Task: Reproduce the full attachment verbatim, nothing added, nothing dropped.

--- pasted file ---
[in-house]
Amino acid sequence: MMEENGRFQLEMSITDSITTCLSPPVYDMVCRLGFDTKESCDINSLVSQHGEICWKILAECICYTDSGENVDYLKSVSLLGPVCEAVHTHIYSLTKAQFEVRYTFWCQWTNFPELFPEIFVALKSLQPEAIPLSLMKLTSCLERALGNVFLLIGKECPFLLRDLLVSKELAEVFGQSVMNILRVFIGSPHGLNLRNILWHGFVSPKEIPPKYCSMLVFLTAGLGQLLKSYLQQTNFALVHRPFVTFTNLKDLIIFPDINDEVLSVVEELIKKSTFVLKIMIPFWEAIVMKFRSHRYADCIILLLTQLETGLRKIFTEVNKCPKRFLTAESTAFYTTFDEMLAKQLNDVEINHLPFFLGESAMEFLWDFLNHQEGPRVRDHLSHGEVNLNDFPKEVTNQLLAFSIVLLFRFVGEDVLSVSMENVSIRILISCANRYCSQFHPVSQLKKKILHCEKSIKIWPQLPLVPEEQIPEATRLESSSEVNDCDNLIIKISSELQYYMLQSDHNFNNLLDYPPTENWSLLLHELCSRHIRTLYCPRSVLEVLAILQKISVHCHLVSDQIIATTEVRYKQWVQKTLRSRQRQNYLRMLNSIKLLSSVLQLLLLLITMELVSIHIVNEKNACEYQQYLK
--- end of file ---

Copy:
[in-house]
Amino acid sequence: MMEENGRFQLEMSITDSITTCLSPPVYDMVCRLGFDTKESCDINSLVSQHGEICWKILAECICYTDSGENVDYLKSVSLLGPVCEAVHTHIYSLTKAQFEVRYTFWCQWTNFPELFPEIFVALKSLQPEAIPLSLMKLTSCLERALGNVFLLIGKECPFLLRDLLVSKELAEVFGQSVMNILRVFIGSPHGLNLRNILWHGFVSPKEIPPKYCSMLVFLTAGLGQLLKSYLQQTNFALVHRPFVTFTNLKDLIIFPDINDEVLSVVEELIKKSTFVLKIMIPFWEAIVMKFRSHRYADCIILLLTQLETGLRKIFTEVNKCPKRFLTAESTAFYTTFDEMLAKQLNDVEINHLPFFLGESAMEFLWDFLNHQEGPRVRDHLSHGEVNLNDFPKEVTNQLLAFSIVLLFRFVGEDVLSVSMENVSIRILISCANRYCSQFHPVSQLKKKILHCEKSIKIWPQLPLVPEEQIPEATRLESSSEVNDCDNLIIKISSELQYYMLQSDHNFNNLLDYPPTENWSLLLHELCSRHIRTLYCPRSVLEVLAILQKISVHCHLVSDQIIATTEVRYKQWVQKTLRSRQRQNYLRMLNSIKLLSSVLQLLLLLITMELVSIHIVNEKNACEYQQYLK